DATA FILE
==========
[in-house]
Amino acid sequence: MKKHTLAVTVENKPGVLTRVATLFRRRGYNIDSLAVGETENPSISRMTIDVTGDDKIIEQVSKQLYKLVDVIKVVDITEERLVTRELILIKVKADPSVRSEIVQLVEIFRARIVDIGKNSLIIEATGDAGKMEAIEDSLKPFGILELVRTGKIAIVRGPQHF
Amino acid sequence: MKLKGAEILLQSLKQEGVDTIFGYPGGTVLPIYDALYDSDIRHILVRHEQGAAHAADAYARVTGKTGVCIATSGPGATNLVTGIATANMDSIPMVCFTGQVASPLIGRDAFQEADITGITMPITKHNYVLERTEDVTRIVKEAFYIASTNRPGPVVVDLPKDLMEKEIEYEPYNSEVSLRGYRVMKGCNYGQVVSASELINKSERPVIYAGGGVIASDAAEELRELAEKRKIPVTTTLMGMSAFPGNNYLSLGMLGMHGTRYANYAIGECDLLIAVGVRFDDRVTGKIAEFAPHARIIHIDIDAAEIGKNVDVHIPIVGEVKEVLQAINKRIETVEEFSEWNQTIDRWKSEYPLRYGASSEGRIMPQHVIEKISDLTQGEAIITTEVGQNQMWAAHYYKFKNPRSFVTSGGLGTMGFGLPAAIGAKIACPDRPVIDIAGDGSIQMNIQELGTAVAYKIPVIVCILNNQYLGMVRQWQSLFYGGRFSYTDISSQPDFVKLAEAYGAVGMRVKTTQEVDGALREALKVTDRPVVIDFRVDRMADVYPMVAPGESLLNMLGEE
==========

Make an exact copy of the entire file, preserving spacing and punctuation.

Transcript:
[in-house]
Amino acid sequence: MKKHTLAVTVENKPGVLTRVATLFRRRGYNIDSLAVGETENPSISRMTIDVTGDDKIIEQVSKQLYKLVDVIKVVDITEERLVTRELILIKVKADPSVRSEIVQLVEIFRARIVDIGKNSLIIEATGDAGKMEAIEDSLKPFGILELVRTGKIAIVRGPQHF
Amino acid sequence: MKLKGAEILLQSLKQEGVDTIFGYPGGTVLPIYDALYDSDIRHILVRHEQGAAHAADAYARVTGKTGVCIATSGPGATNLVTGIATANMDSIPMVCFTGQVASPLIGRDAFQEADITGITMPITKHNYVLERTEDVTRIVKEAFYIASTNRPGPVVVDLPKDLMEKEIEYEPYNSEVSLRGYRVMKGCNYGQVVSASELINKSERPVIYAGGGVIASDAAEELRELAEKRKIPVTTTLMGMSAFPGNNYLSLGMLGMHGTRYANYAIGECDLLIAVGVRFDDRVTGKIAEFAPHARIIHIDIDAAEIGKNVDVHIPIVGEVKEVLQAINKRIETVEEFSEWNQTIDRWKSEYPLRYGASSEGRIMPQHVIEKISDLTQGEAIITTEVGQNQMWAAHYYKFKNPRSFVTSGGLGTMGFGLPAAIGAKIACPDRPVIDIAGDGSIQMNIQELGTAVAYKIPVIVCILNNQYLGMVRQWQSLFYGGRFSYTDISSQPDFVKLAEAYGAVGMRVKTTQEVDGALREALKVTDRPVVIDFRVDRMADVYPMVAPGESLLNMLGEE